College of Education faculty are set to showcase their research at the annual American Educational Research Association conference in Washington, D.C.

The conference will take place Friday through Tuesday.

The annual conference is the largest gathering of scholars where education researchers present their studies, ranging from early to higher education.

The college has been part of the conference since 1998, said Jeanne Gerlach, associate vice provost for K-16 initiatives.

“It’s a very prestigious conference,” Gerlach said. “Only the best of the best are selected, and we have such a great group going.”

Yi Zhang, educational leadership and policy studies assistant professor, said research conferences are beneficial for graduate students not only because of the valuable research being presented but also because it is a great way to network with other colleagues. Zhang was a graduate student in 2012 and has been attending the conference ever since.

Zhang is part of a research study that investigates the impact of the credit recovery program implemented in the educational leadership and policy studies online master’s degree program.

The program aims to help students who can’t finish a class by offering independent studies or additional courses that offer flexible schedules, she said.

Bradley Davis, educational leadership and policy studies assistant professor, is part of a study that looks into the career impact of principal preparation programs offered in the university.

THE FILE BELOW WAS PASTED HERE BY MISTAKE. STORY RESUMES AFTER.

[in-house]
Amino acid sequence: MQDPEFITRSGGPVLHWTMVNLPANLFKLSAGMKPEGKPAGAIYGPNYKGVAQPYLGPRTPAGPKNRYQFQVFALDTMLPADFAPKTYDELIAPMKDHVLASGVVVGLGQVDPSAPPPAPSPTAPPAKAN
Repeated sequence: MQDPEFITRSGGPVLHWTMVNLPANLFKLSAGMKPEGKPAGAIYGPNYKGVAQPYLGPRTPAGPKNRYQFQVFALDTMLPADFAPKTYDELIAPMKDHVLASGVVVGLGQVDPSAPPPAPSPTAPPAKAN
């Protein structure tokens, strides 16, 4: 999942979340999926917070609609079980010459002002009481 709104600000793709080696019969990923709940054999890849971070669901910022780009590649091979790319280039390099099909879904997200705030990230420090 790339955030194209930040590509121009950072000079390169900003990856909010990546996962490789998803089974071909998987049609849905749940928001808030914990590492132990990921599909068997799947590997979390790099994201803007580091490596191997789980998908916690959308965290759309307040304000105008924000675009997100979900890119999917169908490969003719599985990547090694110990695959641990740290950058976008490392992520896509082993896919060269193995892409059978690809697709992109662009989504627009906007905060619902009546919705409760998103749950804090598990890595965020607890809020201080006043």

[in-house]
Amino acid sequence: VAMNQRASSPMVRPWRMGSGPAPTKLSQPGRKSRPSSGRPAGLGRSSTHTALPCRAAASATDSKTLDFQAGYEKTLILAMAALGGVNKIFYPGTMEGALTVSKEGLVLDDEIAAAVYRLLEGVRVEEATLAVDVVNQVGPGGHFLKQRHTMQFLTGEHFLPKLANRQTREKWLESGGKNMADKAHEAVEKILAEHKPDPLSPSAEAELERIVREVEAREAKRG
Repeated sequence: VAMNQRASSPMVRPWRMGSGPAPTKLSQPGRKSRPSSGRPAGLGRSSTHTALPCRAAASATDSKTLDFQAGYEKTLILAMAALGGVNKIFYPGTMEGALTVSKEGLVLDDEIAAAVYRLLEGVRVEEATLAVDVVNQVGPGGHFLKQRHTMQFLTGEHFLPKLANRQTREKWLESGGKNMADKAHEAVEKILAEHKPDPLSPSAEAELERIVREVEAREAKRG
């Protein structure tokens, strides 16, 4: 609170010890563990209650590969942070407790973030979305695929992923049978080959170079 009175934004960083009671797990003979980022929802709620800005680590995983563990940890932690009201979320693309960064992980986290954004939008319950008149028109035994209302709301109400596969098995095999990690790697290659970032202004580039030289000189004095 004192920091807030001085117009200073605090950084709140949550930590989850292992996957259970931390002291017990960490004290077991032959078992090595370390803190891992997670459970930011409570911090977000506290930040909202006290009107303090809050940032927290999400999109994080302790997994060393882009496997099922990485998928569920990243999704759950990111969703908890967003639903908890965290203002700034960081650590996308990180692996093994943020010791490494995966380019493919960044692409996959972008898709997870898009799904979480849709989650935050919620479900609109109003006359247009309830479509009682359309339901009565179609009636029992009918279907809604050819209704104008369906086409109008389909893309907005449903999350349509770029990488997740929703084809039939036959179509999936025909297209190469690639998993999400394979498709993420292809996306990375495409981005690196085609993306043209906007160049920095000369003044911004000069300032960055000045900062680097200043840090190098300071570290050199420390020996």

Education preparation programs have been inadequate at tracking the career paths of graduates, he said.

“I think it’s our responsibility that we’re producing meaningful and cutting-edge research that has practical implications,” Davis said.

AERA’s selection process requires education researchers to submit their study proposals, and they are selected through blind peer review panels, she said. There are two types of submissions: an individual paper (one or more authors) and a session submission (multiple presentations or participants). Online submissions will judged on completeness and originality, among other things.

Other research includes how science, technology, engineering and mathematics are implemented in early childhood education. Thirty-four preschoolers participated in the study, and 89 percent of the children were able to recite numbers in order and 70 percent were able to do rational counting. Also, the feeling of mattering among resident assistants differed from those who were not.


Like our work? Don’t steal it! Share the link or email us for information on how to get permission to use our content.

Click here to report an accessibility issue.

Load comments